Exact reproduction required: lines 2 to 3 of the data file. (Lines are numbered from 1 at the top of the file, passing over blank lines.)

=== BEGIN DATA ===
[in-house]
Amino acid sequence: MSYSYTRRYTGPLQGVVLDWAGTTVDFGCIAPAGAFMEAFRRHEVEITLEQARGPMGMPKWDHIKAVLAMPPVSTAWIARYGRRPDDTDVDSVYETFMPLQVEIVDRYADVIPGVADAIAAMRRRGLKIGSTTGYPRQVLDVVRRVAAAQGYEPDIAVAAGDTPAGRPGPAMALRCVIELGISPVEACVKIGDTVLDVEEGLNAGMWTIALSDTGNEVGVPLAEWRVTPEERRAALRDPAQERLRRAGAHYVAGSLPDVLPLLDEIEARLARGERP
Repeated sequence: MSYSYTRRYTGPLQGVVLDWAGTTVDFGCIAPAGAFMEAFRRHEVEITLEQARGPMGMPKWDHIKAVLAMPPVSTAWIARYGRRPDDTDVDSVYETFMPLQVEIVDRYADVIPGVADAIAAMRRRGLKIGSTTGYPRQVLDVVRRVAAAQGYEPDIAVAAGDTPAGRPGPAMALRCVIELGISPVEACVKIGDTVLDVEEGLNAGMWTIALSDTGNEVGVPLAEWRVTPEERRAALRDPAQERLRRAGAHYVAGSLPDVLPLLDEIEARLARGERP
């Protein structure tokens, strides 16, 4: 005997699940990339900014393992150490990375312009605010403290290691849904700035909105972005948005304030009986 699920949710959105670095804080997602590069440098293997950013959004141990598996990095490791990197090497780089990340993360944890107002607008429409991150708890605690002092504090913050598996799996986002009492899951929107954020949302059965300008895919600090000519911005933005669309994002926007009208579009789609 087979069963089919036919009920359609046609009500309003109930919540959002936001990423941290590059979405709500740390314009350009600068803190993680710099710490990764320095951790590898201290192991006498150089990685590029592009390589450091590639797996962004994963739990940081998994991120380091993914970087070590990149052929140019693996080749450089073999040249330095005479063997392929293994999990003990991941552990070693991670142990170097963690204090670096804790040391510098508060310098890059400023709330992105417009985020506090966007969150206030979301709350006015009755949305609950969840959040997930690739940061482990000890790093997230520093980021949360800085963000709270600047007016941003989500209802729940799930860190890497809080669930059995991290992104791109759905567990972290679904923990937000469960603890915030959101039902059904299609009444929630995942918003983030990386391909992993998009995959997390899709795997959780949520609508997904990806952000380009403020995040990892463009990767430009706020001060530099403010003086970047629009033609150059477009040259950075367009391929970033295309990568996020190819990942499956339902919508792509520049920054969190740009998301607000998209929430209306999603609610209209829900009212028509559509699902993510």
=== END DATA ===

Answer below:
Amino acid sequence: MSYSYTRRYTGPLQGVVLDWAGTTVDFGCIAPAGAFMEAFRRHEVEITLEQARGPMGMPKWDHIKAVLAMPPVSTAWIARYGRRPDDTDVDSVYETFMPLQVEIVDRYADVIPGVADAIAAMRRRGLKIGSTTGYPRQVLDVVRRVAAAQGYEPDIAVAAGDTPAGRPGPAMALRCVIELGISPVEACVKIGDTVLDVEEGLNAGMWTIALSDTGNEVGVPLAEWRVTPEERRAALRDPAQERLRRAGAHYVAGSLPDVLPLLDEIEARLARGERP
Repeated sequence: MSYSYTRRYTGPLQGVVLDWAGTTVDFGCIAPAGAFMEAFRRHEVEITLEQARGPMGMPKWDHIKAVLAMPPVSTAWIARYGRRPDDTDVDSVYETFMPLQVEIVDRYADVIPGVADAIAAMRRRGLKIGSTTGYPRQVLDVVRRVAAAQGYEPDIAVAAGDTPAGRPGPAMALRCVIELGISPVEACVKIGDTVLDVEEGLNAGMWTIALSDTGNEVGVPLAEWRVTPEERRAALRDPAQERLRRAGAHYVAGSLPDVLPLLDEIEARLARGERP